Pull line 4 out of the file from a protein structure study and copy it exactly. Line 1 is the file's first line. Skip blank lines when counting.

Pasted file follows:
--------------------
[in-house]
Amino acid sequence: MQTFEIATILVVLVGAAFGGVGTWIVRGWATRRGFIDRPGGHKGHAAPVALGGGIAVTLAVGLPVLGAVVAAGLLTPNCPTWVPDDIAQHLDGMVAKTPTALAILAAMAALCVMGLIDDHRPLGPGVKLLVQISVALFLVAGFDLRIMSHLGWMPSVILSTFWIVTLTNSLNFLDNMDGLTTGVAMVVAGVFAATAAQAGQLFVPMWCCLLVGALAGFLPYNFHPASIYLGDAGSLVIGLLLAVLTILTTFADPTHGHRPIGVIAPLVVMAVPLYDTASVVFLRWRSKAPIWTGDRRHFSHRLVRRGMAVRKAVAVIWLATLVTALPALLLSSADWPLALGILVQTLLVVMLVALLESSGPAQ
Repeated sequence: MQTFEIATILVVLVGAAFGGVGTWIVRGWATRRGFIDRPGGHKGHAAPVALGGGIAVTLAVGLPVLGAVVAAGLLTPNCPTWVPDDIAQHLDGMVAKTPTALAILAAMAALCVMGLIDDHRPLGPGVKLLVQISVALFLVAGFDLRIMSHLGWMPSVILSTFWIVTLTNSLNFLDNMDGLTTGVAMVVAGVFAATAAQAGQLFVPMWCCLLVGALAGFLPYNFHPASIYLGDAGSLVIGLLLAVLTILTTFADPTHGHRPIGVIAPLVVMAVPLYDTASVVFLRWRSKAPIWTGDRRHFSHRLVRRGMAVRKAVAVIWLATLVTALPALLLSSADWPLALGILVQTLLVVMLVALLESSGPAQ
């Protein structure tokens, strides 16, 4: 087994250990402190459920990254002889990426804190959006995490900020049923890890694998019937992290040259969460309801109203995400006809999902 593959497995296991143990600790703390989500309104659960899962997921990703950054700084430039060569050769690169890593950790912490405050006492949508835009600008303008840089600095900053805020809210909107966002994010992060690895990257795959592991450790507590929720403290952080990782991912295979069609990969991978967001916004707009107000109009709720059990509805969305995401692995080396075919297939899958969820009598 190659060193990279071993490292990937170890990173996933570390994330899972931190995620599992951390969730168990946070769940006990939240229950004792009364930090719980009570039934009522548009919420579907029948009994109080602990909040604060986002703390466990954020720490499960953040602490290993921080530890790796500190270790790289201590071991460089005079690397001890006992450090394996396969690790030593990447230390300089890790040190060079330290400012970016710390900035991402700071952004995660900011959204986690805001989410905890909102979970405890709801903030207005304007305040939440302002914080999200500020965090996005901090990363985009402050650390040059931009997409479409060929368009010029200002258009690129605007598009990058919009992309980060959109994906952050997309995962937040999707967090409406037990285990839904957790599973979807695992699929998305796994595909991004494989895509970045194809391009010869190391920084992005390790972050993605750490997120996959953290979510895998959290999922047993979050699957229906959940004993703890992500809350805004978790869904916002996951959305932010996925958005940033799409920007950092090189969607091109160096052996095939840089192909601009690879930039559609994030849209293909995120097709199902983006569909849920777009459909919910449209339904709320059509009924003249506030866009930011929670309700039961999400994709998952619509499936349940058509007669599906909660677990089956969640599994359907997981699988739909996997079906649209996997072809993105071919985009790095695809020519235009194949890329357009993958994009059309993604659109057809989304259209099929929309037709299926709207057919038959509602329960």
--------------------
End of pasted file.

């Protein structure tokens, strides 16, 4: 087994250990402190459920990254002889990426804190959006995490900020049923890890694998019937992290040259969460309801109203995400006809999902 593959497995296991143990600790703390989500309104659960899962997921990703950054700084430039060569050769690169890593950790912490405050006492949508835009600008303008840089600095900053805020809210909107966002994010992060690895990257795959592991450790507590929720403290952080990782991912295979069609990969991978967001916004707009107000109009709720059990509805969305995401692995080396075919297939899958969820009598 190659060193990279071993490292990937170890990173996933570390994330899972931190995620599992951390969730168990946070769940006990939240229950004792009364930090719980009570039934009522548009919420579907029948009994109080602990909040604060986002703390466990954020720490499960953040602490290993921080530890790796500190270790790289201590071991460089005079690397001890006992450090394996396969690790030593990447230390300089890790040190060079330290400012970016710390900035991402700071952004995660900011959204986690805001989410905890909102979970405890709801903030207005304007305040939440302002914080999200500020965090996005901090990363985009402050650390040059931009997409479409060929368009010029200002258009690129605007598009990058919009992309980060959109994906952050997309995962937040999707967090409406037990285990839904957790599973979807695992699929998305796994595909991004494989895509970045194809391009010869190391920084992005390790972050993605750490997120996959953290979510895998959290999922047993979050699957229906959940004993703890992500809350805004978790869904916002996951959305932010996925958005940033799409920007950092090189969607091109160096052996095939840089192909601009690879930039559609994030849209293909995120097709199902983006569909849920777009459909919910449209339904709320059509009924003249506030866009930011929670309700039961999400994709998952619509499936349940058509007669599906909660677990089956969640599994359907997981699988739909996997079906649209996997072809993105071919985009790095695809020519235009194949890329357009993958994009059309993604659109057809989304259209099929929309037709299926709207057919038959509602329960």